I think we’ll all agree that every PR or content campaign should start with at least some thought given to the keywords that businesses want / need to be found for. Well, in fact we don’t.
Odd as it may seem to marketeers, there are lots of people out there who still consider keywords to be a shopping list item that they may skip, to throw in another couple of say broadcast mail campaigns. Let’s just ignore the irony of that one for a moment.
To use my own business as an example, once upon a time, there was little ambiguity as to what people called Tank. To everyone but competitors, we were probably known as a PR agency or company. Since those hazy days of 2010, the world has changed and PR, and the sublime online media content it creates, has become an even greater favourite of Google. Crudely explained, this has led to a tidal wave of SEO and digital agencies desperately bolting PR onto their offer. This initially unhappy union has now fairly settled with PR, or at least its mechanisms, commonly tossed into the catch all term ‘content’, which can seemingly mean anything from an infographic or blog, to editorial feature or social media post. I could talk for days, but won’t, about what PR actually is and why it deserves more than being lumped under the content heading. Truth is, what I think doesn’t matter is if the person buying our services calls ‘PR’ ‘content marketing’. Also, now that PR is probably the most valuable element of content marketing – they’re probably not wrong to call it that.
People come into this industry from different places. I initially came into this working world through an advertising agency, where PR was a division with its own rules of conduct and identity. In that world, PR was a stand-alone discipline that also worked really well in integrated campaigns. Back then, probably only 25 per cent of businesses had a just about competent web presence compared to today’s standards, so they didn’t really care about content and keywords, or know they existed in the main. Point being, I have a clear picture of pure PR, which remains the same today, with the only difference being the mechanisms by which the media profiles are generated. To someone starting out today, PR is probably a white paper or report, or editorial. Perhaps it’s even defined as anything with copy?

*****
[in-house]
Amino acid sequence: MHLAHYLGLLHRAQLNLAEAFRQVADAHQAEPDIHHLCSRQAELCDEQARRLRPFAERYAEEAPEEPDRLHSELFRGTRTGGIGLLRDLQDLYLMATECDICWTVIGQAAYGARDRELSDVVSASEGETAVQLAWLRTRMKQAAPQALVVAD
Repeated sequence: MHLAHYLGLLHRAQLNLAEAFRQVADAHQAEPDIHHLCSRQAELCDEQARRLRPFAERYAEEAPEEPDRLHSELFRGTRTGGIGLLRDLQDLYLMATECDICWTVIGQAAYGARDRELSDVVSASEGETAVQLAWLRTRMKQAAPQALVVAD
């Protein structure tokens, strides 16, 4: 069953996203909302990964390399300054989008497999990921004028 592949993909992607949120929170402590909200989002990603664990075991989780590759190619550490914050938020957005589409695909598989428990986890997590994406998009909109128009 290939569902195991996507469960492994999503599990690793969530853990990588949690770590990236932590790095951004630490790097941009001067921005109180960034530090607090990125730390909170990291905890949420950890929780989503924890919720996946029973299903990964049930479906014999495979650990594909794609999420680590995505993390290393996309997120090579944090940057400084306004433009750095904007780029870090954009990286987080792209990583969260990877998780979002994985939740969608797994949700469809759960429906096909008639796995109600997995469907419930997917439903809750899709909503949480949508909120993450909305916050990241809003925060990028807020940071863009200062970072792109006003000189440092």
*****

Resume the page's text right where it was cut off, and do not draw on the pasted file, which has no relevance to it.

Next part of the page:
As a PR agency in the current market, we’re probably defined as a digital PR agency, but in truth, actual digital PR as an offering makes up around 1/8 of our billings.
Given all of this, what will they search for to find what we do? It could be ‘content marketing’, ‘PR company’ or ‘digital PR agency’. I don’t care, as they find out about our actual definition of this work when they’re here. It’s part of the process of the client and us deciding whether we are right for each other. Often if we’re not, we can direct them to businesses that are, thus helping our network of friends.
Back to the relevance of keywords then, the contrary school of thought can exist in the likes of consultancy businesses aiming for board level characters. It has been put to me a number of times, that these senior people don’t use search to identify suppliers. The argument goes on that they already know who they want to work with and if they did ever search, they would use the most technical, specific and ‘in the know’ terms for what they are looking for. This is certainly true for a certain section of businesses – e.g., magic circle law firms, top management consultants and the like. OK, but what about the rest of the world? The people who get their PA to search, those who do like to see what’s out there and those fast growth businesses who don’t yet ‘know’ who to use and want to find out for themselves?
Is there not also a danger of trying to be too sophisticated with terminology, in or out of search? I don’t think that the majority of business leaders are wedded to overly convoluted descriptions of services, rather they are pragmatists and do use generic terms like the rest of us.